Only a great leap forward can succeed against this critical issue
Last year was the warmest year on record for the continental United States. (Boris Ryaposov / Shutterstock)
It took a super-storm, record-breaking heat, rampant wildfires and increasingly dire predictions for the planet, but four-and-a-half years into his tenure, President Obama issued a plan to combat climate change. It’s an important step forward – but, frankly, we need a leap.
Announced on June 25, the president’s Climate Action Plan (CAP) has three aims: cut domestic carbon pollution; prepare the country to face the now-unavoidable impacts of climate change; and enhance U.S. leadership in international negotiations to reduce global carbon pollution. Broadly, these are the right aims, but the details, which have not been disclosed yet, will determine the extent of CAP’s positive impact.
Will coal-fired power plants finally be required to pay for their carbon pollution? (Calin Tatu / Shutterstock)
The centerpiece of CAP’s strategy to cut domestic carbon pollution centers on coal-fired power plants, the very worst bad actors when it comes to carbon pollution that is driving climate change. Within two years, the president has committed to set first-ever carbon pollution limits for power plants, which are responsible for nearly 40 percent of U.S. emissions.
The question is whether those limits will be strong enough. Telling a pack-a-day smoker with a high cancer risk to cut back by one cigarette per day isn’t going to do much good; similarly, the limits on power plant carbon pollution have to be strong to make a difference.
The rest of CAP’s strategy to cut domestic carbon pollution has some room for improvement. It takes an overly soft approach to reducing emissions of methane, a greenhouse gas that is shorter lived but 25 times more potent than carbon dioxide. CAP favors data collection and vague incentives for industry rather than clear emissions limits that would reliably secure needed carbon reductions.
Another weakness of the plan is its failure to address carbon emissions from oil refineries, shipping and aviation—three major contributors to climate change. The plan also fails to set requirements for utilities to feed renewable energy into the electricity grid, a critical tool to speed up the replacement of dirty energy with cleaner power.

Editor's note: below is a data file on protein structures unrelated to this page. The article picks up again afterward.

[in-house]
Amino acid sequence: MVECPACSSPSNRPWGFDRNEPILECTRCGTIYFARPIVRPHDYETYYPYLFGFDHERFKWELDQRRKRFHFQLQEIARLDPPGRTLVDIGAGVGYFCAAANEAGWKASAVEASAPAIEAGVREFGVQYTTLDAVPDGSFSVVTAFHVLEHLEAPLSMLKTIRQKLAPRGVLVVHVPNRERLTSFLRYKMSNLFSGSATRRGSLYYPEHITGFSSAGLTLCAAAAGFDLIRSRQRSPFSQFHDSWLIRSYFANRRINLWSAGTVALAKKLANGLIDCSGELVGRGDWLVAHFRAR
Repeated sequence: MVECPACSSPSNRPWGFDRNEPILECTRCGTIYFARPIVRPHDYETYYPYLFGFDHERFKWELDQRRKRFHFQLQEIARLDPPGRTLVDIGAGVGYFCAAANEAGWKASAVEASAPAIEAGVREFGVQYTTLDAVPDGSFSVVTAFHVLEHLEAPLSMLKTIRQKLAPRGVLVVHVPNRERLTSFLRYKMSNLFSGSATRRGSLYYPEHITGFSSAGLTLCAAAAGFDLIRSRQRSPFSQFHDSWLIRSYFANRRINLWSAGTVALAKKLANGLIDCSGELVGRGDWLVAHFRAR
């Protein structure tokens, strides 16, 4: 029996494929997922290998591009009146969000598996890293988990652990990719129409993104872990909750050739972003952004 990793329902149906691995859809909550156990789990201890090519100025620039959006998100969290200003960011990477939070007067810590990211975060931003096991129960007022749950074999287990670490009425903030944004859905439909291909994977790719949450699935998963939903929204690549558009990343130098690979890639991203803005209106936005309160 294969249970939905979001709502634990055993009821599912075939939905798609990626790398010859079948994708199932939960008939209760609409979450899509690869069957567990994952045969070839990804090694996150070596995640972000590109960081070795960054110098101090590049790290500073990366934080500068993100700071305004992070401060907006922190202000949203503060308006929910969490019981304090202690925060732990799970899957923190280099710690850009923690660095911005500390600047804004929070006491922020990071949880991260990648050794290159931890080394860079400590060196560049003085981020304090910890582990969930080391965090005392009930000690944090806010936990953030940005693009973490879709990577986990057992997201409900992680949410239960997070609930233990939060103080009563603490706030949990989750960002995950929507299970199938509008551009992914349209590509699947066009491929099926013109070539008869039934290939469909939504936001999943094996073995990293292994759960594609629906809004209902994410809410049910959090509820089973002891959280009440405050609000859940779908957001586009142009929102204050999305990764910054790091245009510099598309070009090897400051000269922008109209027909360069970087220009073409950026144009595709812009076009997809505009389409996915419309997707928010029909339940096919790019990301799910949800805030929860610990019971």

Modern transmission systems must be able to handle the needs of renewable energy. (Warren Gretz / NREL)
Earthjustice will push for stronger programs within CAP to take on these problems, but in the meantime we’re also tackling the problems head-on. Our attorneys have for years been pursuing methane reductions from oil and gas operations, coal mines, landfills and other major sources, and will redouble efforts to control methane emissions regardless of what actions the CAP’s multi-agency task force on methane eventually recommends.
We are also involved in legal advocacy to promote electricity transmission projects that use renewable energy and to stop transmission projects that perpetuate the use of dirty fossil fuels. We’re working nationally and internationally to cut carbon emissions from oil refineries, shipping and aviation as well.
Commercial walk-in freezers use a lot of energy to stay cold. (Dennis Schroeder / NREL)
Another major component of the president’s plan is to reduce carbon pollution by at least 3 billion metric tons cumulatively by 2030 through energy efficiency standards for appliances and federal buildings. Earthjustice lawyers have been pressuring the Department of Energy for years to significantly improve energy efficiency for appliances. Some of our recent successes include stronger standards for electricity distribution transformers and microwave ovens, but we have much more to do. Currently, we are pressing for strong standards for electric motors standards, residential furnace fans and walk-in coolers and freezers. Those three standards could replace the energy produced by more than eight power plants annually.
CAP’s other two pillars—preparing the nation for climate change and working internationally to reduce carbon pollution—are both critically important.
We’ll be working to strengthen the president’s plan by encouraging the government to pay closer attention to the resilience of our forest and water resources. On the international front, we’re working to ensure that the president’s plan includes policy on coal exports to China, a dangerous proposition that we’re currently fighting. Ultimately, our best bargaining chip in international negotiations will be strong reductions in carbon pollution from coal plants—CAP’s centerpiece.
Recent studies have debunked the notion that gas drilling is a clean substitute for coal. (Tom Grundy / Shutterstock)
A priority for Earthjustice is making sure the president gets this part of the plan right. One concern regarding the international piece is the promotion of a global market for natural gas. From our domestic experience fighting fracking on private and public lands we know that gas comes at the high price of polluted air and water and industrialized landscapes for communities adjacent to the gas fields. In terms of climate change, we know that leakage occurring throughout gas production and transport significantly undermines the industry’s clean fuel claims.
Our elected leaders cannot ignore climate change any longer. We’re encouraged by the level of attention the president is giving climate change and by what he has proposed to do in broad strokes. The most important thing in the months and years ahead is ensuring that the change made by the administration is real.
The goal of Earthjustice is to use our decades of legal expertise to make certain that this Climate Action Plan makes a significant impact on the greatest global issue of our time.